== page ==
If you’re focusing on a series, this means they probably don’t want the sequels, either. That doesn’t mean it’s impossible, but it makes the prospect less likely.
Of course, there are authors where this hasn’t been the case. Wool by Hugh Howey was originally self-published, and Howey hustled to sell his book both online and from the trunk of his car. He then went on to sign a $500,000 distribution deal with Simon & Schuster, though he retained his rights to the work.
Where self-publishing can help you get a deal with a publisher is with your future books.
Let’s say you’ve self-published a book or three, but you have a new, unrelated book you want to submit to agents and publishers. Publishers are for-profit businesses. Anything you can do or say to prove that your book will make them money will help.
Since you’ve already put in the effort to polish and market your previous books, you have some things working in your favor.
Established author platform - Talk about the size and engagement of the community you’ve built across social media platforms and with your email list. These are easy targets for sales, and publishers don’t have to spend a marketing dime to sell to them.
Stronger connection with readers - Building off your established platform, indie authors thrive when they’ve built a strong connection with their readers. This means a publisher isn’t just getting you when they offer a contract, but hundreds or thousands of fans who will champion your work.
Proven sales - Most importantly, publishers will love you if you have a track record of sales. Did your book become an Amazon bestseller? Are you constantly ranking it high enough that the algorithms are happy to promote your author brand? How many thousands of books have you sold with your marketing team of one?
Untapped market - Some people only read books by indie authors. Other readers just simply haven’t picked up a Penguin Random House book in years. While you won’t bring more new readers to a publisher’s catalog than they will bring to you, you’re still a source of new customers.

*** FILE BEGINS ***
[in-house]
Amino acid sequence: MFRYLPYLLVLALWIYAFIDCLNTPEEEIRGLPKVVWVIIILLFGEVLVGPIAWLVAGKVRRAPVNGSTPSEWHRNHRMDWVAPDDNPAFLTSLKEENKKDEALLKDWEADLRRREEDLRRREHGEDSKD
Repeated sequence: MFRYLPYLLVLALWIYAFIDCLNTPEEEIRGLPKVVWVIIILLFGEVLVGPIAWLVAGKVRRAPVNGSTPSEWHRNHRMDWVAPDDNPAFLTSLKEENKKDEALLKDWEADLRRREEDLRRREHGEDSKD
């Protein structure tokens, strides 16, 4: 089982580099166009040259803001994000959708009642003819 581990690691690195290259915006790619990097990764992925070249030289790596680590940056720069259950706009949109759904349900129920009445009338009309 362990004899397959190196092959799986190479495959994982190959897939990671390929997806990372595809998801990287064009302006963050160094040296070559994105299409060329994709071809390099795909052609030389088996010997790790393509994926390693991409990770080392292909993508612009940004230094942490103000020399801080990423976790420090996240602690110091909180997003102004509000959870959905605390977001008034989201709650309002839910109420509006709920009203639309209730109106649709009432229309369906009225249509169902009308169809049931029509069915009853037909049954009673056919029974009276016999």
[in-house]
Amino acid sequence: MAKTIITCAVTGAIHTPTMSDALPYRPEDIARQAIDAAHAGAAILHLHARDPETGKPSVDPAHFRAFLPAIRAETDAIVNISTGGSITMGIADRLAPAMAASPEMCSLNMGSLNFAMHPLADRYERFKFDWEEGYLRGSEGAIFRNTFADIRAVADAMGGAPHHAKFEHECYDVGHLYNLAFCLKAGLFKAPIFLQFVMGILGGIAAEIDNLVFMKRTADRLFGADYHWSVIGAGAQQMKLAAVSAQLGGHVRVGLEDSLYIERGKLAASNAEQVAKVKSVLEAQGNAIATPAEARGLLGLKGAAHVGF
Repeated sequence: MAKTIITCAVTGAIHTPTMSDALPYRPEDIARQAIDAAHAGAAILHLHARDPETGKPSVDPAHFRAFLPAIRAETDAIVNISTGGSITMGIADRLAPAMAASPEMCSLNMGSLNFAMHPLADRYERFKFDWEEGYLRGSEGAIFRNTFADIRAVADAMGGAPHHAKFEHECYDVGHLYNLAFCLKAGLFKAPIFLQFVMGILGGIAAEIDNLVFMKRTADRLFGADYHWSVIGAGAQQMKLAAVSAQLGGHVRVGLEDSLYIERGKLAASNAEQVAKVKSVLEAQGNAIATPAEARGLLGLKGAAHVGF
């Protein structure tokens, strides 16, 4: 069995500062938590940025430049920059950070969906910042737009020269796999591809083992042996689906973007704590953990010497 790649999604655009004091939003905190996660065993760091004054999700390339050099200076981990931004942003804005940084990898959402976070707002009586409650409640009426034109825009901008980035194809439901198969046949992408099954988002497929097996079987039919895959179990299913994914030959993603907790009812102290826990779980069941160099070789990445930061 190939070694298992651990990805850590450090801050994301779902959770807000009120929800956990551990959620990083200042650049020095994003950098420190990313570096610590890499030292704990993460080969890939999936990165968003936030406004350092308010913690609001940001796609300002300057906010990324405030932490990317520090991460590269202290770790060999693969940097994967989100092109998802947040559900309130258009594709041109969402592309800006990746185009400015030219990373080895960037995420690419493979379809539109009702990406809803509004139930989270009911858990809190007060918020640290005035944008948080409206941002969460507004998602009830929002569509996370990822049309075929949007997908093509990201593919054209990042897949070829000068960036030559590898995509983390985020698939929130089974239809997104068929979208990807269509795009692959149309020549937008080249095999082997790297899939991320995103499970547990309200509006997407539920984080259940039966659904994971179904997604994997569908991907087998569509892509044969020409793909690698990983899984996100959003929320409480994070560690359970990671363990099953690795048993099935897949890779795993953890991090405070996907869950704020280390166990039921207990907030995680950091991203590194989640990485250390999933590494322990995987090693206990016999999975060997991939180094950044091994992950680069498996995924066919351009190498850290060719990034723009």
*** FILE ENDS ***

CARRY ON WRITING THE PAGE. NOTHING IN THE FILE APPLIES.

These days, publishers lend more credit to anyone who has put in the time and effort into building their own brand, even if they’re just getting started. Your own marketing efforts don’t end when you sign that contract; your publisher will still want a marketing plan for the book they’re buying from you.
Being able to point to metrics like community size, engagement, and sales will make you much more appealing to publishers.
What Will Your Publishing Journey Be Like?
Even though there isn’t a definitive “you should do this” answer, I hope this article has equipped you with the knowledge you need to make an informed decision about where you want to take your book.
Whichever route your choose—self-publishing, traditional publishing, or a hybrid that mixes the two—there’s still a lot more for you to learn. And writing your book is just the start.
If you’re looking to traditionally publish your book, you’re going to want to perfect the art of writing query letters. Check out our article on how to write one that gets a response.
Whether you’re self-publishing or not, a great place to learn about publishing is from people who have had success with their own writing. So head on over to the Story Craft Café, a community of writers who love to support and help one another throughout our journey in this writing world. We even have a podcast where we chat with bestselling authors about everything from writing habits to marketing strategies.
And last but not least, you can’t publish your book until you actually have a book. To help you go from idea to first draft, download our free e-book, Let’s Write a Book, and get your story written. Then, when you’re ready, go ahead and get that book in front of readers. We can’t wait to see what you come up with.